I was chatting with an old friend today who also has small children about the immense responsibility of raising children who are kind. I was a very awkward little kid and was picked on somewhat relentlessly in elementary and middle school. I had very little self-awareness, and spoke my mind with no real filter (apparently not much has changed on that front), and this did not do me any favors early in life.
Fortunately, my coping mechanisms were never at all related to violence, and were not particularly self-destructive. Around the time I turned 13, I just started trying to teach myself to model and conform to others around me; and to act like, and therefore blend in with, everyone else. I enjoyed being more or less invisible in high school, and then as soon as I moved out for college, became completely bored with my bland self. For the past 12 years I have embraced the weird, surrounding myself with people who at least tolerate the weird and pretend to find it mildly endearing (like, for example, anyone who ever stumbles upon this blog once, and then makes the decision to at some point return to read again), and in the last several years have become more-or-less, as the saying goes, comfortable in my own skin.
This methodical practiced conformity though that defined my years in high school, is probably one of the single most useful life skills that I have ever acquired. I can turn the “normal and generic” version of me on and off as necessary, which is primarily in professional situations. (And for anyone I work with who happens to be reading this, thinking “Normal? Like hell you are, freak.” – I mean normal in interviews, and meetings, and stuff. As soon as I walk out of the conference room and back into my office, I settle right back into the weird. And since several of you recently bought me my very own beef pizzle, I venture to say you are inifinitely weirder than me. Which is probably why I love working with all of you so much :) I am so thankful for those years of practicing “normal” because who I was up until that point would have been very restricted and limited in the real world.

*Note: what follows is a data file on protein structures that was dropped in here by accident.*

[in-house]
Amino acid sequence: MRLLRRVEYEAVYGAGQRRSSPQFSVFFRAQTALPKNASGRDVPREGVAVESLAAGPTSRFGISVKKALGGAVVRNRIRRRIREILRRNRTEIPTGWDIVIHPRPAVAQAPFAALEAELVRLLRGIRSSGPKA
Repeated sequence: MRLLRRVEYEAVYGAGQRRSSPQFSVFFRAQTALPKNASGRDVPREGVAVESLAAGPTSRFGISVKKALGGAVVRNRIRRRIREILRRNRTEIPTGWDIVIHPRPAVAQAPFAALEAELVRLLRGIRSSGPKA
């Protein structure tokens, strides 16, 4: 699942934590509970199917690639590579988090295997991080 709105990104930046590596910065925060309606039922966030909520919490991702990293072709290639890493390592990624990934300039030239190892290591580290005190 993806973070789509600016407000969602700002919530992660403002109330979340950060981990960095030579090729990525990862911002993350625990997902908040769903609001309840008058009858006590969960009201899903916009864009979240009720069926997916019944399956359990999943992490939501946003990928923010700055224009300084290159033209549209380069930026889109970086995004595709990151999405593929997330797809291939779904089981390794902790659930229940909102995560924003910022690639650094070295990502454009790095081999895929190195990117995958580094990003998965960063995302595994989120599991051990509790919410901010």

Now that I have two small children of my own, tiny clean slates of snow-white innocence, I have a lot of anxiety about how their personalities will define them socially. In a world where being teased mercilessly leads to devastating self-harm and horrific acts of violence, it makes my years of calculated practice at simply being unawkward and invisible seem like a much simpler time.
Recently at a large children’s get-together, my sweet little four year old Stumps sat down to eat lunch with two six year old girls. After about five minutes, the older girls started whispering to eachother, got up from the table, and moved across the room, leaving my precious preschooler sitting all alone. She picked up her plate, came over to my table, climbed into the chair beside me, and said “They don’t want to sit with me.”
After piecing back together the fragments of my shattered mommy heart, I have been turning this over in my mind for days. How should my little Stumps have addressed this? How should I have addressed this to protect Stumps’ sweet little soul without helicoptering, or worse, getting directly involved. How do I raise my little girls to not ever be the ringleader “mean girls” who conspire to get up and abandon another child at an empty table? To be kind, understanding, and genuine to everyone – even the weird, the awkward, the outcasts. And yet how do I raise them to be strong, to not be cluelessly easy targets like I was so many years ago, to not be the victims? To be neither the bully, nor the bullied?
It hurt me deeply to see Stumps left out like that, even though she is only barely old enough to even be self-aware enough to at all internalize it and take it personally. Other parents, please chime in. I just don’t even know where to begin. How are you developing your child’s social and emotional intelligence? How does this change as they age? What suggestions do you have? I want to protect both of my girls from the harshness of the post-pre-school world, and though this world will inevitably and unfairly be cruel to them at times, I want to preserve the purity of their kind, unblemished souls.